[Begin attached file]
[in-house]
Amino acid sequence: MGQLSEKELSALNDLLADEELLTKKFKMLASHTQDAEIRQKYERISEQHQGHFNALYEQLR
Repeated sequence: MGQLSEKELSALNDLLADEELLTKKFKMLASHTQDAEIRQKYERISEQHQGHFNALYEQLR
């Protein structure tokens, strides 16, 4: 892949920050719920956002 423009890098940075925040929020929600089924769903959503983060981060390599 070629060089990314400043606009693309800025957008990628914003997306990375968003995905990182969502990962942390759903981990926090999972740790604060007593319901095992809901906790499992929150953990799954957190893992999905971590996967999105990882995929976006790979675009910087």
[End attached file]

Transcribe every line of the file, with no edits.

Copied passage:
[in-house]
Amino acid sequence: MGQLSEKELSALNDLLADEELLTKKFKMLASHTQDAEIRQKYERISEQHQGHFNALYEQLR
Repeated sequence: MGQLSEKELSALNDLLADEELLTKKFKMLASHTQDAEIRQKYERISEQHQGHFNALYEQLR
């Protein structure tokens, strides 16, 4: 892949920050719920956002 423009890098940075925040929020929600089924769903959503983060981060390599 070629060089990314400043606009693309800025957008990628914003997306990375968003995905990182969502990962942390759903981990926090999972740790604060007593319901095992809901906790499992929150953990799954957190893992999905971590996967999105990882995929976006790979675009910087």